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Ram Nath Kovind is India’s 14th President, says ‘Diversity is key to India’s success’

Ram Nath Kovind took over as India’s 14th president on Tuesday, on a day of ceremony and regalia during which he underscored that the key to India’s success was its diversity.

“In this land we find a mix of states and regions, religions, languages, cultures, lifestyles and much more. We are so different and yet so similar and united,” he said in his acceptance speech after taking oath of office in the historical Central Hall of Parliament.

The 71-year-old, who took over the highest Constitutional post in the country from Pranab Mukherjee, is the first BJP leader and the second Dalit in the Rashtrapati Bhavan.

Stressing on access and opportunities for the “last person and the last girl-child from an under-privileged family”, he said, “We have achieved a lot as a nation, but the effort to do more, to do better and to do faster should be relentless. This is especially so as we approach the 75th Year of our independence in 2022.”

The former Bihar governor, described variously as low profile and unassuming, said the country needs to sculpt a robust, high growth economy, an educated, ethical and shared community, and an egalitarian society, as envisioned by Mahatma Gandhi and BJP ideologue Deen Dayal Upadhyay.

The change of guard had begun early in the morning with a gentle knock on the door of Kovind’s Akbar Road residence. It was Military Secretary to the President, Major General Anil Khosla.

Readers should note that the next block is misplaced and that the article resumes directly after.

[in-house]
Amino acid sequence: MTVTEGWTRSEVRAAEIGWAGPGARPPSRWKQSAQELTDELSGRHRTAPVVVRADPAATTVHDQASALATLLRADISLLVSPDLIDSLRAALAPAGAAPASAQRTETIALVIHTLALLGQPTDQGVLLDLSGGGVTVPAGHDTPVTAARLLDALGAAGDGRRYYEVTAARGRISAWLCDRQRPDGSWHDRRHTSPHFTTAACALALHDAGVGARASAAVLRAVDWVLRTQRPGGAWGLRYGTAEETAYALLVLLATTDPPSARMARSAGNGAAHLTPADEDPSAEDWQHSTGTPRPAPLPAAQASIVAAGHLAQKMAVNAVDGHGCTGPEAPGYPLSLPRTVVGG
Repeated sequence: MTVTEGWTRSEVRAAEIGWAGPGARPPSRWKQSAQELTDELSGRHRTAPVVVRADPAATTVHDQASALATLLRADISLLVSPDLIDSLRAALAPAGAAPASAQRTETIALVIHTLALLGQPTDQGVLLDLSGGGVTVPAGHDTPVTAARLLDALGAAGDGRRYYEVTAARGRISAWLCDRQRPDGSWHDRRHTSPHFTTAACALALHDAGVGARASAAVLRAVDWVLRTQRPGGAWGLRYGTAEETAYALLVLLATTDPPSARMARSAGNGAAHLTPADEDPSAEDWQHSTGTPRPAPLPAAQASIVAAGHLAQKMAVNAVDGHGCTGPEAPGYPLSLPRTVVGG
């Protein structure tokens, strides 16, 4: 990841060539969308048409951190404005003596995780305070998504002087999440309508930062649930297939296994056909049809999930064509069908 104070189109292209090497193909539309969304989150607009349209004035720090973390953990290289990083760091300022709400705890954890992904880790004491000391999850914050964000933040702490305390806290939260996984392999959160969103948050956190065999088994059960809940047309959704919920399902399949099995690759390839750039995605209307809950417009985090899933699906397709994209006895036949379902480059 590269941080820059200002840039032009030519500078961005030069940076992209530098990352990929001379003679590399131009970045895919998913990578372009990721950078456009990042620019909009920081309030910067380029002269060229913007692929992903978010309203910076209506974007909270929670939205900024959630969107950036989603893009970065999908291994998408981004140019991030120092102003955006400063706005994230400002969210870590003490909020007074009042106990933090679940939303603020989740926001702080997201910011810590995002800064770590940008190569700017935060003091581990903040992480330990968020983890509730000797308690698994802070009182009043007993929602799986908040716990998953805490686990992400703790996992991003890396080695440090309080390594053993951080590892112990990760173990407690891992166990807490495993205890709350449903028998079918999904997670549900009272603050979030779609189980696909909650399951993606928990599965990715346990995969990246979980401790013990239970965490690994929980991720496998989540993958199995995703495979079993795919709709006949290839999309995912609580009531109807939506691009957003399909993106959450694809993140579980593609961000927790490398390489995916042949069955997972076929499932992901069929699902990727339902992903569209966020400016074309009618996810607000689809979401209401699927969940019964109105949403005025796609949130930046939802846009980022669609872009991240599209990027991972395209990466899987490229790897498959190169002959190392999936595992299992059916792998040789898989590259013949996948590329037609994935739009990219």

Khosla, who had come with a motorcade, invited Kovind and his wife Savita to the Rashtrapati Bhavan, where Mukherjee received them in the study.

A few hours later, the roles had reversed and President Kovind escorted Mukherjee out of the Rashtrapati Bhavan.

Earlier, the then president-elect and the outgoing president had gone to the grand Rashtrapati Bhavan forecourt where they were escorted to the saluting dais.

Mukherjee took the last salute of the President’s Bodyguard (PBG) with Kovind standing to his left.

The two leaders drove down Raisina Hill to the Central Hall of Parliament in the black presidential limousine with Mukherjee in the right and Kovind on the left.

Escorting them was a grand equestrian procession by the PBG, dressed in white ceremonial uniforms and blue turbans with gold ornamental work.

The road from Rashtrapati Bhavan to Parliament was lined with 1,000 jawans from all three services of the armed forces offering the traditional ‘hazaar salaam’ to the president — the supreme commander of the defence forces.

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